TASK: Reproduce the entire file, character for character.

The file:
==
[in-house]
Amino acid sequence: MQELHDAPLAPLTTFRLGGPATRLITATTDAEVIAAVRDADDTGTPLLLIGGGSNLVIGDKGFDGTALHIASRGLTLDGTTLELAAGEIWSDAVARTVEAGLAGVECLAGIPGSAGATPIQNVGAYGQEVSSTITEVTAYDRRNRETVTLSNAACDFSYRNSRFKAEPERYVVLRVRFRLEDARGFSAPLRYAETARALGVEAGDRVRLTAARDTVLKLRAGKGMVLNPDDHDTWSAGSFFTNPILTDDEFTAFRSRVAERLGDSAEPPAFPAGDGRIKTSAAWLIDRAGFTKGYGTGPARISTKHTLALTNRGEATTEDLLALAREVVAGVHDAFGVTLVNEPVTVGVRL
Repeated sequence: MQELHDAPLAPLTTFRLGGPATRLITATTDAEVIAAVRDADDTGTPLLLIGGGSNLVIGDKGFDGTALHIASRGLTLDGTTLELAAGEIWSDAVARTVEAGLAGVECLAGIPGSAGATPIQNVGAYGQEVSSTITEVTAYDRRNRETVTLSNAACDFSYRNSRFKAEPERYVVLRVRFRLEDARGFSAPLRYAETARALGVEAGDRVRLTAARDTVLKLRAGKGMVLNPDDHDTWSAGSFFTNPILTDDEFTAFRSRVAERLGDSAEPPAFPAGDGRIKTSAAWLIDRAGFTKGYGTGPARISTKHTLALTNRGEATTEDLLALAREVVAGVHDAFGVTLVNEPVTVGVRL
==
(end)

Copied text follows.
[in-house]
Amino acid sequence: MQELHDAPLAPLTTFRLGGPATRLITATTDAEVIAAVRDADDTGTPLLLIGGGSNLVIGDKGFDGTALHIASRGLTLDGTTLELAAGEIWSDAVARTVEAGLAGVECLAGIPGSAGATPIQNVGAYGQEVSSTITEVTAYDRRNRETVTLSNAACDFSYRNSRFKAEPERYVVLRVRFRLEDARGFSAPLRYAETARALGVEAGDRVRLTAARDTVLKLRAGKGMVLNPDDHDTWSAGSFFTNPILTDDEFTAFRSRVAERLGDSAEPPAFPAGDGRIKTSAAWLIDRAGFTKGYGTGPARISTKHTLALTNRGEATTEDLLALAREVVAGVHDAFGVTLVNEPVTVGVRL
Repeated sequence: MQELHDAPLAPLTTFRLGGPATRLITATTDAEVIAAVRDADDTGTPLLLIGGGSNLVIGDKGFDGTALHIASRGLTLDGTTLELAAGEIWSDAVARTVEAGLAGVECLAGIPGSAGATPIQNVGAYGQEVSSTITEVTAYDRRNRETVTLSNAACDFSYRNSRFKAEPERYVVLRVRFRLEDARGFSAPLRYAETARALGVEAGDRVRLTAARDTVLKLRAGKGMVLNPDDHDTWSAGSFFTNPILTDDEFTAFRSRVAERLGDSAEPPAFPAGDGRIKTSAAWLIDRAGFTKGYGTGPARISTKHTLALTNRGEATTEDLLALAREVVAGVHDAFGVTLVNEPVTVGVRL